Commentary by Mike Mooneyham
Published Sept. 26, 1999
Last week in this space I offered a suggestion as to how WCW might begin its rebuilding process in the post-Eric Bischoff era. Turner Sports president Harvey Schiller could make no better move than to name Ric Flair as company president. New executive vice president Bill Busch already has implemented a number of measures to trim the company fat, but WCW also needs a leader to point the company in a new creative direction.
No one is more deserving of the position than Flair. He always has been WCW’s “go to” guy, the one individual who cares enough about the company to carry it on his back and stick with it through thick or thin, often to the detriment of his own reputation. It now seems only fair that he officially be asked to take the reins of WCW – not as a president whose hands are tied and who allows his top stars to dictate the direction of the company, but as a president who has complete control over the creative aspects of the organization and can provide strong leadership.
The chore will be far from easy. Pay-per-view buyrates, television ratings, merchandising and house show attendance have steadily declined. Morale has been at an all-time low. The company has been in a state of chaos for far too long. Long-term planning has been almost nonexistent, with the company looking for hotshot angles and quick fixes, most recently evidenced by the turns of Hulk Hogan, Lex Luger and Sting, none of which should have any long-term impact on the ratings.
Unlike Bischoff, Flair realizes that a new leader cannot be influenced by the personal agendas of other wrestlers, nor can the wrestling product be camouflaged by bringing in celebrity athletes, television personalities or rock acts.
Shawn Michaels may have put it best when he recently said on a WWF Web site audio interview:
“Kevin (Nash) went (to WCW) for the money and he makes no bones about that. He doesn’t have it in his heart when he’s there. He had it in his heart here, and that is something the WWF brings out of you because only in the WWF is it anybody’s ball game. Down there, it’s decided when you come in the door where you’re going to be at. That’s one reason I never wanted to go.”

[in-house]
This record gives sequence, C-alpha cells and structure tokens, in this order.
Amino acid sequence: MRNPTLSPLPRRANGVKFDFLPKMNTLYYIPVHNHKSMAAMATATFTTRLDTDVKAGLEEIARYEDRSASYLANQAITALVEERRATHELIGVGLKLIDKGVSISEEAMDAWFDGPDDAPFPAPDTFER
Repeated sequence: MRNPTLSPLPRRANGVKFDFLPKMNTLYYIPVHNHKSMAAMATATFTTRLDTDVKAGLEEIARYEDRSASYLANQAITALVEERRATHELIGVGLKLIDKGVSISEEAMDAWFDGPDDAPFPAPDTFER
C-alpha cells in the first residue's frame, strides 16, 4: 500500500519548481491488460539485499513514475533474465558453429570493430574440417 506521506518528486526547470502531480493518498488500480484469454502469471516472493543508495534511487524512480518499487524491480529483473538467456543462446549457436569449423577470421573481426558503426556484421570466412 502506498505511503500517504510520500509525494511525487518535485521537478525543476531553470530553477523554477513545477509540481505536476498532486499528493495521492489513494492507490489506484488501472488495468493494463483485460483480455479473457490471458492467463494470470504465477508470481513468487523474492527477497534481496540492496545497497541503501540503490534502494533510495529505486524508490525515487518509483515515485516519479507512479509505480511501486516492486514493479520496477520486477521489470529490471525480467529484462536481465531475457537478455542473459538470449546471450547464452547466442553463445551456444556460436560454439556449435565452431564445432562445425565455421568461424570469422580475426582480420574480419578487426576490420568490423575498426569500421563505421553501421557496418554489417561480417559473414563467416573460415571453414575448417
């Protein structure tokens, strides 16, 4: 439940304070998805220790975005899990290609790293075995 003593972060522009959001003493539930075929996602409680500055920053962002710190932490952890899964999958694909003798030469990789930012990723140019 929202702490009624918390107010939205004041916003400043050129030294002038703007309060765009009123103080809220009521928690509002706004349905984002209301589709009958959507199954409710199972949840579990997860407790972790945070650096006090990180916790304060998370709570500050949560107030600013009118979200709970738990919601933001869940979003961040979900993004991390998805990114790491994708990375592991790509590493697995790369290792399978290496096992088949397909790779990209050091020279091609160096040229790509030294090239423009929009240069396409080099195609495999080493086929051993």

Michaels added that Nash joked about becoming WCW booker and giving himself the title because, as Nash explained, “Hey, when it’s your movie, you get to write the ending.”
Michaels said “you’ve got too many guys sown there, going into their contracts, who are saying `I want creative control.’ Creative control is just a fancy word for saying, `I want to be able to do this when I want to do it.’ You can’t have that in this business. If you’re not willing to listen to somebody else and take suggestions, you give your boss limitations on what he can do for you.”
My second suggestion would be for the company to appoint someone to an expanded human resources position. This would not be a mere title, but a hands-on job that would address the growing needs and concerns of those in the business, including health, morale and family issues. Never before in the wrestling profession has there been such an urgent need for that type of role.
My recommendation is individual who has worked for WCW for the past three years but has been greatly underutilized. Ted DiBiase, long one of the most respected workers in the business, would be an ideal choice for the job. DiBiase’s abilities as a communicator and motivator have been lauded nationally, but more importantly though not as publicized has been his willingness to work with wrestlers on a personal level.